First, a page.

Will Welfare 'Unreform' Undo the Dems?

Mickey Kaus examines the public's distaste for welfare programs. He says voters:

didn't trust  old style liberals not to spend in actively destructive ways, like subsidizing an isolated underclass of non-working single mothers with a no-strings cash dole. It's a 75-25 values issue. Work yes. Welfare no.

He and asks whether the stimulus bill hasn't given the Republicans an enormous political opening:

Welfare is a liberal sore spot that, if Republicans play it right, could become a bleeding open wound for the administration. Voters probably thought they'd settled the dole-vs.-work issue back in 1996. Obama will be fulfilling the crude GOP stereotype of his party if he even waffles on reopening it. 

Remember that Newt Gingrch rode the welfare issue to power after haranguing about "the liberal welfare state" for a few election cycles. The new welfare debate, if it happens, won't necessarily be that prolonged.  The main question is whether the Administration can effectively paper over the meaning  of what's in the stimulus. If not, Congress is still in session. It seems to me there is a real chance for Republicans to get it to "revisit" that part of the bill, as they say in Washington. Obama may decide he needs to excise the most poisonous part of the stimulus to save the rest of his New New Deal.

Mickey Kaus examines the public's distaste for welfare programs. He says voters:

didn't trust  old style liberals not to spend in actively destructive ways, like subsidizing an isolated underclass of non-working single mothers with a no-strings cash dole. It's a 75-25 values issue. Work yes. Welfare no.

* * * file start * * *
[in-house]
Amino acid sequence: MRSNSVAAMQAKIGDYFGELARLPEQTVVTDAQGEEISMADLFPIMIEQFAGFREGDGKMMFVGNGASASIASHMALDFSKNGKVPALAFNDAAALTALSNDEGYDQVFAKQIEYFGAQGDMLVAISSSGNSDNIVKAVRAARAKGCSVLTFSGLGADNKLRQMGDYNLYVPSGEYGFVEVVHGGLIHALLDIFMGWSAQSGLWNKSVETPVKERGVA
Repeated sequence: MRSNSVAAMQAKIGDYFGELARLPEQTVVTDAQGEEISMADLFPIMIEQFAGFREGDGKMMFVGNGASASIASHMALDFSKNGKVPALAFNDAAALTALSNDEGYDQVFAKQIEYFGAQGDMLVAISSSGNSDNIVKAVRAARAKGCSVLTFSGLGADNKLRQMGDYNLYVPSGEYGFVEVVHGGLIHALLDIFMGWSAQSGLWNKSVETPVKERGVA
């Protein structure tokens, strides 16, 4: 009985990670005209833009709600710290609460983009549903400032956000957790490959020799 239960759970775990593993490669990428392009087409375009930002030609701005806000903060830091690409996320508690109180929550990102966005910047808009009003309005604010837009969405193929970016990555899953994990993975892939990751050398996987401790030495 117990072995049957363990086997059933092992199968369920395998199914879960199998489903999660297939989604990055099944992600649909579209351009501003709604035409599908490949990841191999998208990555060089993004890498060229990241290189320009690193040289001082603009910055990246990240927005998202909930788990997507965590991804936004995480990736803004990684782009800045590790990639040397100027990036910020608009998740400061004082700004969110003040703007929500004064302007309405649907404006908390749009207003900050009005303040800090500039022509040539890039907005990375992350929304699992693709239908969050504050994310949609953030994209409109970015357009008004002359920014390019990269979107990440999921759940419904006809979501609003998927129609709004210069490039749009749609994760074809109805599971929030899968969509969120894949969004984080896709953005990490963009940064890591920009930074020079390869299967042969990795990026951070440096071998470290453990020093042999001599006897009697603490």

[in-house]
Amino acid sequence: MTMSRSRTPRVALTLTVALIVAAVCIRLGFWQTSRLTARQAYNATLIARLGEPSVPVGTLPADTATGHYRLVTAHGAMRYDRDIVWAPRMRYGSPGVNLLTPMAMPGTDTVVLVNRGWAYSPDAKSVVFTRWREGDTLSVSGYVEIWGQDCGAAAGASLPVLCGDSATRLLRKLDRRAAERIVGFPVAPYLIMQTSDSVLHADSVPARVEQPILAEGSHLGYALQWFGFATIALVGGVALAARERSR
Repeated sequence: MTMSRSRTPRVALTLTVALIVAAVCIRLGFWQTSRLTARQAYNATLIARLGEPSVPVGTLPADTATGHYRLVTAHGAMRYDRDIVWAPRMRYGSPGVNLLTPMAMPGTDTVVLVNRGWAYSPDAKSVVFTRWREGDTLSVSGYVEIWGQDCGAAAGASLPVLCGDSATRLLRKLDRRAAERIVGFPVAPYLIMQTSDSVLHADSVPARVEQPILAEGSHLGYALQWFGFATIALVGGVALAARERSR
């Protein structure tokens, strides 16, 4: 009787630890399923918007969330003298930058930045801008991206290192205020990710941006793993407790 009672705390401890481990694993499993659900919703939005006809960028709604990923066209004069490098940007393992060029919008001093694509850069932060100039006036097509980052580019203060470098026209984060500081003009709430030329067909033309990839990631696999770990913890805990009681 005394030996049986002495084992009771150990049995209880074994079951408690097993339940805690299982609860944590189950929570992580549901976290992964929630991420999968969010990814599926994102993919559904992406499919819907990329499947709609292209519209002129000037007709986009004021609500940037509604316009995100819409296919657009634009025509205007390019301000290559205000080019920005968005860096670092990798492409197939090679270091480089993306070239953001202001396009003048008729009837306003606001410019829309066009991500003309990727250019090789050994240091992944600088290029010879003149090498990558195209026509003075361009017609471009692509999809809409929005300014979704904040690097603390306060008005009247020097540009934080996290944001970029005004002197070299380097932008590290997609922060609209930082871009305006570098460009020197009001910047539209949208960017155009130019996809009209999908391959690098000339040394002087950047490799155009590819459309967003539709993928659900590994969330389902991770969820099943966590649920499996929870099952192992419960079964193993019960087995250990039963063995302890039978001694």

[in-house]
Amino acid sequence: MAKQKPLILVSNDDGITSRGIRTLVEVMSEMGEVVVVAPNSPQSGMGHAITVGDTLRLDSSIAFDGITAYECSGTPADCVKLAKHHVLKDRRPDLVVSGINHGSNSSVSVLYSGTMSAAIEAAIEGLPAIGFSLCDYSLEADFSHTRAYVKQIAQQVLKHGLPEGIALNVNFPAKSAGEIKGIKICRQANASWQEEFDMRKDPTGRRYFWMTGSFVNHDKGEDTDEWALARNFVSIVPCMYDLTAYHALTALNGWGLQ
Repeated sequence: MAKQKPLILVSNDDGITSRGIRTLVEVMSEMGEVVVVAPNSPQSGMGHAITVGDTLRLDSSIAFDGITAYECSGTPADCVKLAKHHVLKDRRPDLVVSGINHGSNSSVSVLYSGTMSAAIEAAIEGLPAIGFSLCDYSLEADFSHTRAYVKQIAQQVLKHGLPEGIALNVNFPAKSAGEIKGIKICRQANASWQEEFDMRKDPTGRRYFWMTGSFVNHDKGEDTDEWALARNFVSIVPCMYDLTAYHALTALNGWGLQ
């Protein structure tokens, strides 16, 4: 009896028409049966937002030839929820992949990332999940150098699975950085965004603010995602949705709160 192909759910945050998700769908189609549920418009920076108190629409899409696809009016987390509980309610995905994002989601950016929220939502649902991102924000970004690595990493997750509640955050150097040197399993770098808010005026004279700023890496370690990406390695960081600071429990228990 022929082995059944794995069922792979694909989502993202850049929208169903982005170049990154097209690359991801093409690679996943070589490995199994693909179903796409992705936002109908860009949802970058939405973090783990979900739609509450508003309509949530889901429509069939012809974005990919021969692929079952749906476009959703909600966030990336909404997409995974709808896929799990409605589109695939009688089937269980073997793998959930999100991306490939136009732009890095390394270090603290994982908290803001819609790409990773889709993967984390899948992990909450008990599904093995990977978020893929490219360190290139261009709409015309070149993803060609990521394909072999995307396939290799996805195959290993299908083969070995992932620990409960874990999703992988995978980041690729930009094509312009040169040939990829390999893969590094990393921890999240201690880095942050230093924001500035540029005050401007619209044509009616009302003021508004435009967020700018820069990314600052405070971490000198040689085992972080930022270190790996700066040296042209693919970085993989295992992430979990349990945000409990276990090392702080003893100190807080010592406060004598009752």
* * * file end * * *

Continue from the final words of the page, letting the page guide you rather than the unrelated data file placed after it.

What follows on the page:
He and asks whether the stimulus bill hasn't given the Republicans an enormous political opening:

Welfare is a liberal sore spot that, if Republicans play it right, could become a bleeding open wound for the administration. Voters probably thought they'd settled the dole-vs.-work issue back in 1996. Obama will be fulfilling the crude GOP stereotype of his party if he even waffles on reopening it. 

Remember that Newt Gingrch rode the welfare issue to power after haranguing about "the liberal welfare state" for a few election cycles. The new welfare debate, if it happens, won't necessarily be that prolonged.  The main question is whether the Administration can effectively paper over the meaning  of what's in the stimulus. If not, Congress is still in session. It seems to me there is a real chance for Republicans to get it to "revisit" that part of the bill, as they say in Washington. Obama may decide he needs to excise the most poisonous part of the stimulus to save the rest of his New New Deal.